8 Easy Organisation Tips for School at Home

8 Easy Organisation Tips for School at Home
Reading Time: 3 minutes

You’ve got this, Mum! Even though the children may be home, you can still focus on prepping them for success in the (home) classroom. One of the best things you can do to help your children adjust to the change of pace and perform at their academic peak during the next few weeks of home learning is to get organised. Check out our 8 easy organisation tips for school at home to get your children off to a great start with home learning.

Create a learning zone
Clutter can make your head spin, and when your head is spinning, it’s difficult to learn. Boost productivity by creating a ‘school’ station where you collect all the pencils, papers, and folders in a nifty schoolwork zone. Keep supplies stocked in a colourful and cute storage centre (try our Create-a-Space™ Storage Centre or a nifty, smaller Create-A-Space™ Mini-Centre) so kids can jump in and blaze through their home learning assignment. Imagine what they’ll do when they have all their supplies at hand.

Learning Resources Create-A-Space Storage Center for storing home learning supplies during school closure

Image: Learning Resources Create-A-Space Storage Centre

Snack attacks = no problem!
Give your kids the fuel they need by creating a handy snack station. By organising foods, you can reduce a lot of your lunch prep time. Bag apples, carrots, and other perishable snacks as well as sandwiches, cheese sticks, yoghurts and other munchables in the fridge. Keep treats such as bags of crisps, juice boxes and sweets in a shelf in the pantry. Preparing this way helps make it easier for kids to make healthy food choices and eat regular brain-fuelling meals.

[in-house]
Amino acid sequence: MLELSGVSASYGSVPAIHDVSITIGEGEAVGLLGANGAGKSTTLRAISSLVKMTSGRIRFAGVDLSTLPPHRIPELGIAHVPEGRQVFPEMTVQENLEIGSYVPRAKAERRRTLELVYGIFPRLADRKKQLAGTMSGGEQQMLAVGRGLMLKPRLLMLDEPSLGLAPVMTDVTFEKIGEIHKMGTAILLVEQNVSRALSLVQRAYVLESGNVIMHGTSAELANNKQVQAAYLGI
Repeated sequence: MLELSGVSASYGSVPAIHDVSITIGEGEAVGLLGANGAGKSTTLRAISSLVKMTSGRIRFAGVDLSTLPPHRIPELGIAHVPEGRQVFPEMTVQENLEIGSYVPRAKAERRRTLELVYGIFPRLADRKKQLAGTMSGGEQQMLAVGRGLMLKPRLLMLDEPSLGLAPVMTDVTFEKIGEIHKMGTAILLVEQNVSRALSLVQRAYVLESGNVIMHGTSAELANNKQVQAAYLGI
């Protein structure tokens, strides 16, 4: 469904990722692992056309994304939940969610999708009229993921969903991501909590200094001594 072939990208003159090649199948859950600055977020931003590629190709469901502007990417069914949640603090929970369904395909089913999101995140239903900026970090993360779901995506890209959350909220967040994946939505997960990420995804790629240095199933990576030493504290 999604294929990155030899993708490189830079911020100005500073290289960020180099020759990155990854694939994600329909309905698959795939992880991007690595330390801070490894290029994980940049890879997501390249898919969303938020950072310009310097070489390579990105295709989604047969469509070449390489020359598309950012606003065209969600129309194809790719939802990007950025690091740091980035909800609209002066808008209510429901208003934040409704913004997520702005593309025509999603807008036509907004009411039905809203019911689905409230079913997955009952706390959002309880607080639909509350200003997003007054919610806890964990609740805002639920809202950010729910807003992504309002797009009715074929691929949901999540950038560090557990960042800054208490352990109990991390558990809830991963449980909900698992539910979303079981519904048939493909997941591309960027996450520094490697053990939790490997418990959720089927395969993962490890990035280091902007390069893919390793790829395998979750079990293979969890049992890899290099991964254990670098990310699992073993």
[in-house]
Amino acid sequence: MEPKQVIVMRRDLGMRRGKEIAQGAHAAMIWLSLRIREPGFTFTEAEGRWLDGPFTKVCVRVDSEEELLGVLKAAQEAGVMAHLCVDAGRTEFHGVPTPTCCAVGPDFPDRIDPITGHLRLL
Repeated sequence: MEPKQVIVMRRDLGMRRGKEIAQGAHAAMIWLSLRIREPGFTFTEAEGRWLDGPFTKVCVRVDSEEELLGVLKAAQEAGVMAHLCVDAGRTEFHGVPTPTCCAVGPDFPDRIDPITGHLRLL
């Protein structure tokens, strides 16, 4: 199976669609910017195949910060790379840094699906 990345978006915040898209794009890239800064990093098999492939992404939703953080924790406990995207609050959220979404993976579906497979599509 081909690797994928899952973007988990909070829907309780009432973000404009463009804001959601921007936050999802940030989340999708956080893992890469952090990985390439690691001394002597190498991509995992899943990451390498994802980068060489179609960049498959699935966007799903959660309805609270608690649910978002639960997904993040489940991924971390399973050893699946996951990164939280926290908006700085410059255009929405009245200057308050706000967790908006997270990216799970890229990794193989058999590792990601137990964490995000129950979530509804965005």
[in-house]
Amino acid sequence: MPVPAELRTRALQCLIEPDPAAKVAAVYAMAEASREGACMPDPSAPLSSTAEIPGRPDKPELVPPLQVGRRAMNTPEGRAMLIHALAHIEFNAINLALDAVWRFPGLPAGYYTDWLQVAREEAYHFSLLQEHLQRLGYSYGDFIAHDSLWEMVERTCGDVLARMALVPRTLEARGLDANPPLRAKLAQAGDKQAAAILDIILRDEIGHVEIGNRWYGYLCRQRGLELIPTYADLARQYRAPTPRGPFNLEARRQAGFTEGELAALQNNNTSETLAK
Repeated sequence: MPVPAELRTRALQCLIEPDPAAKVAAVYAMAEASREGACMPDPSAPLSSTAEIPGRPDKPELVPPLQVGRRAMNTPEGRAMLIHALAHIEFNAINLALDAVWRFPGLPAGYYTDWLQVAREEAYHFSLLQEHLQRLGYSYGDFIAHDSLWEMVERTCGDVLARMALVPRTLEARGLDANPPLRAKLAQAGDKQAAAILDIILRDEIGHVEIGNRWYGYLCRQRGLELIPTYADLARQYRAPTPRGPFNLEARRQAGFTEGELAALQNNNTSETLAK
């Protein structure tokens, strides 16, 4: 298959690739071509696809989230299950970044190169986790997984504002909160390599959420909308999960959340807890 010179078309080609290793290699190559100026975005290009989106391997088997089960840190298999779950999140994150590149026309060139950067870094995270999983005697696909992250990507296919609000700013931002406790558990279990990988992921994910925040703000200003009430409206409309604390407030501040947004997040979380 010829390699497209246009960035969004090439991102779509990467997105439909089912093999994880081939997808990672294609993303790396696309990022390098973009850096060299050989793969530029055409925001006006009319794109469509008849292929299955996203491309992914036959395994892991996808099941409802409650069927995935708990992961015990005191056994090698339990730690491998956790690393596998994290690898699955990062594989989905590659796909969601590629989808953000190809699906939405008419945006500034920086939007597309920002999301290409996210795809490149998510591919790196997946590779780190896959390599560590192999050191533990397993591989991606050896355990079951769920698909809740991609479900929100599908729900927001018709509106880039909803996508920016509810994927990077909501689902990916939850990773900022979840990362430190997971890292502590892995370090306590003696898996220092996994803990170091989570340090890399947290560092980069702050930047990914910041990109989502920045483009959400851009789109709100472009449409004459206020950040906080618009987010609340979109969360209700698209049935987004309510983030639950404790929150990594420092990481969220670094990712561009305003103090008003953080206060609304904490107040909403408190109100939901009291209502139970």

Dress for success with an organised wardrobe
Take some time on a Sunday evening to plan your children’s clothing for the week ahead – just like when they’re going to school. Make the process fuss free by creating hanger labels for each day, and then pre-select outfits. Young fashionistas can take their time to express their personalities without the early morning stress of digging through drawers and laundry baskets to find their favourite go-to items. Plus, it’ll make their school day at home seem more like a regular day at school.

Organise books and resources
It’s oh so easy for books to go missing in a bustling household. Keep reading books and course books in book baskets where kids can “borrow” and return them as needed. And your young learners will have easy access, which will enable them to study when they need to. They may even find material in there they wouldn’t otherwise explore, which helps to encourage and boost an interest in reading.

Screen time guidelines:
Wipe away the worry of disputes over TV/game/computer time by setting guidelines. Put your concentration on what is most important for your kids – schoolwork, outdoor activity time, and online socialisation should be considered. Help your kids by using a chart to outline what needs to happen before it’s time to plop down in front of a screen.

The meal of champions
Breakfast provides youngsters with the nutrition they need to get going and sustained through their day. Get them off to a great start, just like you do on out-of-home school days. There’s no reason to not start your kid’s day off right.

A young girl eats a healthy breakfast to start home learning during school closures

Main Image: Monkeybusinessimages/Getty Images

Celebrate in style
Parents love to display their child’s schoolwork and awards. Make a special place for such items that they create at home – utilising magnetic clips to keep these items in order while providing an artistic presentation your kids can take part in and pride in. Or think of a magnetic post-it board that is in clear view in a family-centric area of the home. This little trick keeps messy papers to a minimum and provides a special touch to the display.

Schedule downtime
Make sure you plan to take time for NOTHING. Having time to relax helps young students to reboot and reload and provides quality family time or solo time – they are both important.

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